“Was the earth made to preserve a few covetous, proud men to live at ease, and for them to bag and barn up the treasures of the Earth from others, that these may beg or starve in a fruitful land; or was it made to preserve all her children?” Gerrard Winstanley The New Law of Righteousness, 1649
Although Guerrilla Gardening within the modern context has existed since the 1970s when Liz Christy a New York based activist coined the name ‘The Green Guerrillas ‘when she and her friends took over a piece of derelict land in the Bowery Houston area of New York and began to cultivate fruit, vegetables and herbs, guerrilla gardening has probably existed in history since the development of what we know as Agriculture.
What is Guerrilla Gardening?
In practice Guerrilla gardening is the cultivation of neglected and unused pieces of land within, and around our towns and Cities, the land on which people usually carry out this form of gardening on is owned by Councils, statutory departments, and some is under private ownership. To sum Guerrilla Gardening up in a nutshell I would say that it is groups of people who cultivate plants within the Public and Civic space without necessarily seeking permission.
What are the basic tools for Guerrilla Gardening?
The Guerrilla Gardening movement has a number of basic tools which it uses to carry out its work, apart from the obvious things you will need such a good hand trowel and fork, the most well known of the tools of the guerrilla gardener are seed bombs.
Seed bombs are a mixture of clay, compost, seeds and water; these ingredients are then mixed together, shaped into small balls and left to dry out. Seed bombs are a very effective way of greening up an area of neglected land, they can simply be thrown on the ground and left to germinate, their design also affords them protection again rodents and birds who are not able to break through the hard outer clay. Diverse varieties of seeds are also a useful accompaniment to seed bombs and are particularly good in promoting beneficial insects and pollinators. Plug plants are a very useful tool in the Guerrilla Gardeners armoury, plugs can me sown at home in a tray and then planted outside in public spaces, a plug plant is simply a young plant that has been grown in potting tray.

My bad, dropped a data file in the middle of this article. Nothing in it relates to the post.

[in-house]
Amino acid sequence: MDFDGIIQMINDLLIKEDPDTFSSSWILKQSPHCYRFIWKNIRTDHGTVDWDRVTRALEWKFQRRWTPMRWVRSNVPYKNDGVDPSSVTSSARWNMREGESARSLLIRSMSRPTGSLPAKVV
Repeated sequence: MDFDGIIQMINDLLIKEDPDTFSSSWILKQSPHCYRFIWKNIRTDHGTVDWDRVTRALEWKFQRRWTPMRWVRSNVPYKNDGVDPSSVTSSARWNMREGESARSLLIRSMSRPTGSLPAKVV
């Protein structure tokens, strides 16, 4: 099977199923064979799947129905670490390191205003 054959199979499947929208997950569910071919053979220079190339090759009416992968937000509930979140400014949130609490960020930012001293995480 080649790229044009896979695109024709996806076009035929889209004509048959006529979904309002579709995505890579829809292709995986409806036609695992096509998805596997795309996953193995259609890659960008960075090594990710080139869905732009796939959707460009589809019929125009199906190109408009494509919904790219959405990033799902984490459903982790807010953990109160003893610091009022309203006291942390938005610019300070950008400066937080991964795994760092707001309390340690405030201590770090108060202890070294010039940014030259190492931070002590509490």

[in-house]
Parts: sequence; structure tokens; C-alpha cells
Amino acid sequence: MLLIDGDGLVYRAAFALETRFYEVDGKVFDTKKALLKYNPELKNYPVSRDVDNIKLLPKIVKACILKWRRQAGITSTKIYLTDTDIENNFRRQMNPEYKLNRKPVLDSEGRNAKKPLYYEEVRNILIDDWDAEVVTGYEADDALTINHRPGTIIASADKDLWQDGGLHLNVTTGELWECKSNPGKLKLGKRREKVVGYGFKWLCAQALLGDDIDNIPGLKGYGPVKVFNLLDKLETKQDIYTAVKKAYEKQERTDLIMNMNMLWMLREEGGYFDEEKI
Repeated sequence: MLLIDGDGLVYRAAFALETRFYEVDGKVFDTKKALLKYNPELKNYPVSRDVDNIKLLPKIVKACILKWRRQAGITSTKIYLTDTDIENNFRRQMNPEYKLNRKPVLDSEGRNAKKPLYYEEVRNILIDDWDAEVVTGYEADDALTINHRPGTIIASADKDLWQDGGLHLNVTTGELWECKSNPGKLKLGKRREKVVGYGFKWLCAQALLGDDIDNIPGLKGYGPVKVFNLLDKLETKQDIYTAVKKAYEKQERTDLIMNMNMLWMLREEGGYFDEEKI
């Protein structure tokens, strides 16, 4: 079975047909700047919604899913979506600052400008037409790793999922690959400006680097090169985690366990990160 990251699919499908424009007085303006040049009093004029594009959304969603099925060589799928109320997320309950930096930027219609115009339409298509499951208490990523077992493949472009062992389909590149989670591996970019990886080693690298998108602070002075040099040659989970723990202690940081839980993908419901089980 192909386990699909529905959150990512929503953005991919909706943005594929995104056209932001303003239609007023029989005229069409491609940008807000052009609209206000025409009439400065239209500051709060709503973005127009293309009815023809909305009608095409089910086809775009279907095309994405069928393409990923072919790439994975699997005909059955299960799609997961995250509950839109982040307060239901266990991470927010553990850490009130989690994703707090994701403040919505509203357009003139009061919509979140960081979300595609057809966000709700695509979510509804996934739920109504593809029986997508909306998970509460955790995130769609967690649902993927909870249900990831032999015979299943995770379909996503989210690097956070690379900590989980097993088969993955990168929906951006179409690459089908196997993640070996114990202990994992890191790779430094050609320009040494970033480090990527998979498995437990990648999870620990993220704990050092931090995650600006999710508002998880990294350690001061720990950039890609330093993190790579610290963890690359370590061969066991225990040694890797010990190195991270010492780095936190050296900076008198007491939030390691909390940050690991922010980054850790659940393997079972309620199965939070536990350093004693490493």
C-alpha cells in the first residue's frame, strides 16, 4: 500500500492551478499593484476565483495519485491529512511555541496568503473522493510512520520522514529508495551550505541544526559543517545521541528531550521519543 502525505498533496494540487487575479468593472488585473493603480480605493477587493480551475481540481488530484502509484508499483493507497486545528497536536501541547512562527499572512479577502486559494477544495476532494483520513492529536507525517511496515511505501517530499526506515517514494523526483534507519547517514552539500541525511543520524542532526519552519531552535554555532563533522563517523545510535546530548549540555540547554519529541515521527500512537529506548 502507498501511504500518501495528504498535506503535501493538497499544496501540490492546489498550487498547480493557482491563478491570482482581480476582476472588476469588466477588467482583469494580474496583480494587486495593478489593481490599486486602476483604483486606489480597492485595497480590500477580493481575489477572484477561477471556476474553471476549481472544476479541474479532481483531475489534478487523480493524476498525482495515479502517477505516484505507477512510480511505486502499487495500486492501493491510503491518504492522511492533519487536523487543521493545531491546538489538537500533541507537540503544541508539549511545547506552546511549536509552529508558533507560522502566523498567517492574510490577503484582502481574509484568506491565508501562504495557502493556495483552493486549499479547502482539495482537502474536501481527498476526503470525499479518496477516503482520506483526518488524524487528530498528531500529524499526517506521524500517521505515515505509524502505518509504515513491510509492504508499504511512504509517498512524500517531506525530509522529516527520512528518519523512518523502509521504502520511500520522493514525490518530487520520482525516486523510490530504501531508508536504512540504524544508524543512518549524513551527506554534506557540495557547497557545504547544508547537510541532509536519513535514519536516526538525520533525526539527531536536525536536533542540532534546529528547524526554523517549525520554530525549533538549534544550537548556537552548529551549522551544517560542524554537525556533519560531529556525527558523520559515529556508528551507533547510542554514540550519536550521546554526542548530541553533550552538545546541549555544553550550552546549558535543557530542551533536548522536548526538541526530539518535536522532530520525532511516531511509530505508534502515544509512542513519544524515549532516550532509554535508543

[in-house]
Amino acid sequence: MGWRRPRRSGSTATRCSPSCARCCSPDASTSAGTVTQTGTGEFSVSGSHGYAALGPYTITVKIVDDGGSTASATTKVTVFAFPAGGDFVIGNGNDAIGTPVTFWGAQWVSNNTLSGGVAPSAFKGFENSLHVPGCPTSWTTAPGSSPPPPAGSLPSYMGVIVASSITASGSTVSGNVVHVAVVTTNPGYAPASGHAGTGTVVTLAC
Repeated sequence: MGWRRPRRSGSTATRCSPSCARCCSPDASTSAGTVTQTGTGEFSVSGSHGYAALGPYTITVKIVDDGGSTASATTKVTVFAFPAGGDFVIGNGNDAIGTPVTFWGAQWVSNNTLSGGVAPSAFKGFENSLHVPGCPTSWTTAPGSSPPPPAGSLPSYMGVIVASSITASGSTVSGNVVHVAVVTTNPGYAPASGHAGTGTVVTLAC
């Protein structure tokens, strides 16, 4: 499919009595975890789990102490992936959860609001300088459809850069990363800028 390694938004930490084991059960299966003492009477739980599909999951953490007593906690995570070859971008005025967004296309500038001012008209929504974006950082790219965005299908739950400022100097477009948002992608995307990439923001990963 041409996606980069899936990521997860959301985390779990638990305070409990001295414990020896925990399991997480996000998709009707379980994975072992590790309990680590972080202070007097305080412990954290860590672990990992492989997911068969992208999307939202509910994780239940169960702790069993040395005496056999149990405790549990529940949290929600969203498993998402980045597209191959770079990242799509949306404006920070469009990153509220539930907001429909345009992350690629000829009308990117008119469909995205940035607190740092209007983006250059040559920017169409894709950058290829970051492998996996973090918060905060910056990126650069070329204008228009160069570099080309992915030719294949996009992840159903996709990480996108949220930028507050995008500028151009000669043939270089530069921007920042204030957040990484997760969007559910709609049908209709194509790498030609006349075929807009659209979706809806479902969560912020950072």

Fruit canes and bushes are also very useful, they can be planted quickly, and because they are perennials they will provide fruit over a long period of time. And the final tools in the Guerrilla gardener’s armoury are cheek and a sense of humour; we are planting and sowing in public spaces so we should be mindful to remember that some people will look at you with puzzlement, some with outrage and some with smiles on their faces. A few years an old Lady stopped and asked what I was doing whilst I was scattering seeds and seed bombs on the way to work, I simply answered ‘I’m scattering seeds in the hope that flowers will grow here’ she smiled and said ‘Keep up the good work’
The Politics of Gardening
Guerrilla Gardening also has a Political element to it, since land has become a precious and expensive commodity leaving little in the way of community land Guerrilla gardeners have stepped over the public/private line by cultivating land that they neither own or in possession of like a home garden just as Liz Christy with her New York based Green Guerrillas in the 1970s. Guerrilla gardening in the UK although linked to Liz Christy in the US also goes back to the time of the Diggers and Levellers of the English Civil war and the idea that the earth and Land are common treasure for us all to enjoy. London based Guerrilla Gardener Richard Reynolds has probably done more than anyone else in promoting Guerrilla Gardening in the UK, though much of Reynolds work is based in London, his website www.guerrillagardening.org promotes events and forges links with other Guerrilla gardening groups from across the globe. Guerrilla gardening is part of the broader battle to reclaim the commons and bring back land into public use.
Guerrilla gardening for a permanent culture
As we move towards a possible sustainable future, Guerrilla gardening has an important role to play, particularly in the development of local food production. The current peak in a number of resources such as Oil and gas means that we can no longer rely on our food being grown thousands of miles away, Guerrilla gardening in built up urban areas could be employed to turn local vacant patches of land into fertile food growing areas. It is also and effective way of greening up heavily urbanised areas and bringing back the wildlife that previously lived in the area. Guerrilla gardening promotes civic involvement and community building through active participation, and it is this active participation and community building which is so important in the development of a broader grassroots global social movement.